The Bishopric of Münster or Prince-Bishopric of Münster was an ecclesiastical principality in the Holy Roman Empire, located in the northern part of today's North Rhine-Westphalia and western Lower Saxony. From the sixteenth to the eighteenth centuries, it was often held in personal union with one or more of the nearby ecclesiastical principalities of Cologne, Paderborn, Osnabrück, Hildesheim, and Liège.
Richard I was King of England from 1189 until his death. He also ruled as Duke of Normandy, Aquitaine and Gascony, Lord of Cyprus, Count of Poitiers, Anjou, Maine, and Nantes, and was overlord of Brittany at various times during the same period. He was the third of five sons of King Henry II of England and Duchess Eleanor of Aquitaine. He was known as Richard Cœur de Lion or Richard the Lionheart because of his reputation as a great military leader and warrior. He was also known in Occitan as: Oc e No, because of his reputation for terseness.
The Erbreichsplan was a plan formed by the Emperor Henry VI to change the Holy Roman Empire from an elective to a hereditary monarchy. Such a move would have drastically changed the character of the Empire, but Henry was unable to garner sufficient support for the plan and it was ultimately forgotten.
In the ensuing dynastic struggle for the throne between the Hohenstaufen and the Welfs, he crowned on 12 July 1198 the Welf Otto of Brunswick in Aachen as King of the Romans (or German king). Shortly afterwards, Pope Innocent III, who had an interest in weakening the Hohenstaufen and in breaking their power (particularly in Italy), confirmed the election of Otto. On 6 January 1205 however Adolf then crowned the Staufen competitor for the crown, Philip of Swabia, as German king. Philip had already been crowned in 1198, although only in Mainz Cathedral, but he had nevertheless been crowned with the genuine Imperial Regalia and especially the Imperial crown.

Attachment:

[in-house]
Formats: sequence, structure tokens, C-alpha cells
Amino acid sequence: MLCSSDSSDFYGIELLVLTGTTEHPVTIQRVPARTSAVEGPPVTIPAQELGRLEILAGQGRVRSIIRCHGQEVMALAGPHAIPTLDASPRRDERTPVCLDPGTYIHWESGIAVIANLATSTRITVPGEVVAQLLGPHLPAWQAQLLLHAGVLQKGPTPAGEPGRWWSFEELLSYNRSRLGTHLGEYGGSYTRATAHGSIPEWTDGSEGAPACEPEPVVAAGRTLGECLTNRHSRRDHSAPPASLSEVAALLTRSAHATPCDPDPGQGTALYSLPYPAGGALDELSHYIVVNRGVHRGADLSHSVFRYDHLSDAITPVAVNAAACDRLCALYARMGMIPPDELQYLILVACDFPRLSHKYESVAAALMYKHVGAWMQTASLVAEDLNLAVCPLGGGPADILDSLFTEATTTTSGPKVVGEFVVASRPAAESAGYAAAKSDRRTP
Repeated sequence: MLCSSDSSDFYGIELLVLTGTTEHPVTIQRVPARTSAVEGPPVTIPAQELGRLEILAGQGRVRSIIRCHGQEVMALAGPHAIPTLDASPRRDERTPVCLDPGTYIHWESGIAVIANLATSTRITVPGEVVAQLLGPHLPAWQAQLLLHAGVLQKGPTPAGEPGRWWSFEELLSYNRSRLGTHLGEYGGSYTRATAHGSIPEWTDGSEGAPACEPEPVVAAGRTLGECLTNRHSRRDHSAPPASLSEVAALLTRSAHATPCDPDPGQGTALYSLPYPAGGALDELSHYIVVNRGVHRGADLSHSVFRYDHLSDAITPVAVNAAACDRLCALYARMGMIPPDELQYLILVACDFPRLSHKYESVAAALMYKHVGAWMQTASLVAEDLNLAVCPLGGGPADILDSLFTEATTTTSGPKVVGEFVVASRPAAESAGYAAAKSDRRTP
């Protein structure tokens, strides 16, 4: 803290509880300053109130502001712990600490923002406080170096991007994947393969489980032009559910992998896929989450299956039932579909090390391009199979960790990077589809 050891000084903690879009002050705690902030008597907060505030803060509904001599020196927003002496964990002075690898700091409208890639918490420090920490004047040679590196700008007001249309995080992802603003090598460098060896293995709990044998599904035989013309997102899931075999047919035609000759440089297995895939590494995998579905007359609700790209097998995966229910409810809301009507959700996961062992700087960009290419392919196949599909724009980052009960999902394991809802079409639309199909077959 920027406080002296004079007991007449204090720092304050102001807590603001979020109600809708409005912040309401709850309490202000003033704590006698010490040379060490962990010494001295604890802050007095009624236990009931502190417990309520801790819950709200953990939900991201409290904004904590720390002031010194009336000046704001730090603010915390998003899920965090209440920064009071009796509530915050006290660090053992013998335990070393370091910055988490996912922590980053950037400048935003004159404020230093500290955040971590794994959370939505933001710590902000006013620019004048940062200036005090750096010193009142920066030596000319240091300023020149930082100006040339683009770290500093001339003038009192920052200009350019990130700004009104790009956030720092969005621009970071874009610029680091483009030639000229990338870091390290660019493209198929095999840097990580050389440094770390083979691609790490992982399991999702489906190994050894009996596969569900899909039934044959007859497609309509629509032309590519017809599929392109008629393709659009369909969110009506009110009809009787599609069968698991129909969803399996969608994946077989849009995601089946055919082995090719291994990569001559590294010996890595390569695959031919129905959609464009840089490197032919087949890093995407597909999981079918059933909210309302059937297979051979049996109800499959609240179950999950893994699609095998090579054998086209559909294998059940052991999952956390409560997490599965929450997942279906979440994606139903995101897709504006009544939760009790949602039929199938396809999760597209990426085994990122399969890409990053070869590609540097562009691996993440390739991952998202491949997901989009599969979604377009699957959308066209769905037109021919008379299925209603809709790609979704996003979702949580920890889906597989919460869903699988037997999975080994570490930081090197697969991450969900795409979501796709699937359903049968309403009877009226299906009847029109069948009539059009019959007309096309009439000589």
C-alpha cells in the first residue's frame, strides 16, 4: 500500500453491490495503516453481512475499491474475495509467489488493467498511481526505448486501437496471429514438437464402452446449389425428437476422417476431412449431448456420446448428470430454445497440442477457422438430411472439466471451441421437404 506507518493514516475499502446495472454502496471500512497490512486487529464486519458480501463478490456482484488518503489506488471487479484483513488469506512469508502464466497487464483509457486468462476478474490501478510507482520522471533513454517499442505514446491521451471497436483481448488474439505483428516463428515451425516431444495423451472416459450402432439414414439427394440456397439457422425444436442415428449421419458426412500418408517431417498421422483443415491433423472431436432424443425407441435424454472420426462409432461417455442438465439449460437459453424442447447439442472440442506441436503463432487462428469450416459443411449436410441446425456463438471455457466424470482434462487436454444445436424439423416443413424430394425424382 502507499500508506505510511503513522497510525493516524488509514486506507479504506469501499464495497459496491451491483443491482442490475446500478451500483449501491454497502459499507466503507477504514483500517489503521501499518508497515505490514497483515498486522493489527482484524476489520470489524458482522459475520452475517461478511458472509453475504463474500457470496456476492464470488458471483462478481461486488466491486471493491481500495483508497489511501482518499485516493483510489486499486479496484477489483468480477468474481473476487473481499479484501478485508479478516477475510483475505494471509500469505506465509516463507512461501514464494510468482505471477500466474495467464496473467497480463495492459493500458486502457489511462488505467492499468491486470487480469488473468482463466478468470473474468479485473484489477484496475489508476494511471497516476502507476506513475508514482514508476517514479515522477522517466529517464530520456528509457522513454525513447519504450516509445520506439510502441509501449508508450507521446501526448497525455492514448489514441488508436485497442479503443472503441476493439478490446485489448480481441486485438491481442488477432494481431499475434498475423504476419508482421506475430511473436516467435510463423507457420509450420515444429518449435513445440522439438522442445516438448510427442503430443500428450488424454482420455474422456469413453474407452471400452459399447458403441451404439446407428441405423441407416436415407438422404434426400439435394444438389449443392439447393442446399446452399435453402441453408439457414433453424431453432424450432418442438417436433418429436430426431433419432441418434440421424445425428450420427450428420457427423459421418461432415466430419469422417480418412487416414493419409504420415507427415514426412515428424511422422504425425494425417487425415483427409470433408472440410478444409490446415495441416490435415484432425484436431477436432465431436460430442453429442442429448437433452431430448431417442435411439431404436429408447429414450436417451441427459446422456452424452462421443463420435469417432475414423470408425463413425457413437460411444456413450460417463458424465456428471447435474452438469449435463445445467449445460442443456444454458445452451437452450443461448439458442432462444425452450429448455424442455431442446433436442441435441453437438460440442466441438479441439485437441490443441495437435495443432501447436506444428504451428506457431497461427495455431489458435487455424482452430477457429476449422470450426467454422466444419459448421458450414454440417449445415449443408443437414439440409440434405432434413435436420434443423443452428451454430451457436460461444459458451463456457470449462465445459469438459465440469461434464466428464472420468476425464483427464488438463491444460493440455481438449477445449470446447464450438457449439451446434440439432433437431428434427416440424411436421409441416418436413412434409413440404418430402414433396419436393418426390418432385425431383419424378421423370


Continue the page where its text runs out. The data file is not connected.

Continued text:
The German throne dispute or German throne controversy was a political conflict in the Holy Roman Empire from 1198 to 1215. This dispute between the House of Hohenstaufen and House of Welf was over the successor to Emperor Henry VI who had just died. After a conflict lasting 17 years the Hohenstaufens gained the upper hand in the guise of Frederick II.
The Hohenstaufen, also known as Staufer, were a dynasty of German kings (1138–1254) during the Middle Ages. Before ascending to the kingship, they were Dukes of Swabia from 1079. As kings of Germany, they had a claim to Italy, Burgundy and the Holy Roman Empire. Three members of the dynasty—Frederick I (1155), Henry VI (1191) and Frederick II (1220)—were crowned emperor. Besides Germany, they also ruled the Kingdom of Sicily (1194–1268) and the Kingdom of Jerusalem (1225–1268)
The House of Welf is a European dynasty that has included many German and British monarchs from the 11th to 20th century and Emperor Ivan VI of Russia in the 18th century.